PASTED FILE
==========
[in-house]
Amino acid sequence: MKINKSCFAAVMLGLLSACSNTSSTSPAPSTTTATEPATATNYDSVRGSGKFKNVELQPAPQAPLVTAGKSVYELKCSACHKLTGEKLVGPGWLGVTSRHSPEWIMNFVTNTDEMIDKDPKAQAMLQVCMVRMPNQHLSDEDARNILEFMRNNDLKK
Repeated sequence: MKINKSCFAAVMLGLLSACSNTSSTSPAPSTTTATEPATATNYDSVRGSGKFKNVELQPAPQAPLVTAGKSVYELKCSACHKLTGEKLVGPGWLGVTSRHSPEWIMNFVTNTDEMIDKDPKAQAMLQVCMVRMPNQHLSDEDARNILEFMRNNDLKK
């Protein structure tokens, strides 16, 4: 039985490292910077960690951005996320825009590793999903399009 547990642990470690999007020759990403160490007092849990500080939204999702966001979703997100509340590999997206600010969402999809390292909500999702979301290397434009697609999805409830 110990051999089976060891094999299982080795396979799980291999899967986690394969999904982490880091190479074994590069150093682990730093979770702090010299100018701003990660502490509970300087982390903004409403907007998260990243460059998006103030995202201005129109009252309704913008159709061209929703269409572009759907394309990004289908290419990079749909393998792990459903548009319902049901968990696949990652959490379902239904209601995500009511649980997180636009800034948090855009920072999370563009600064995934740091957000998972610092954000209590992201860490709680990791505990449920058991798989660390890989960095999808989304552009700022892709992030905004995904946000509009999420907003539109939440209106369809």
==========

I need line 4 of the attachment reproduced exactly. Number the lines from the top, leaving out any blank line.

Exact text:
């Protein structure tokens, strides 16, 4: 039985490292910077960690951005996320825009590793999903399009 547990642990470690999007020759990403160490007092849990500080939204999702966001979703997100509340590999997206600010969402999809390292909500999702979301290397434009697609999805409830 110990051999089976060891094999299982080795396979799980291999899967986690394969999904982490880091190479074994590069150093682990730093979770702090010299100018701003990660502490509970300087982390903004409403907007998260990243460059998006103030995202201005129109009252309704913008159709061209929703269409572009759907394309990004289908290419990079749909393998792990459903548009319902049901968990696949990652959490379902239904209601995500009511649980997180636009800034948090855009920072999370563009600064995934740091957000998972610092954000209590992201860490709680990791505990449920058991798989660390890989960095999808989304552009700022892709992030905004995904946000509009999420907003539109939440209106369809």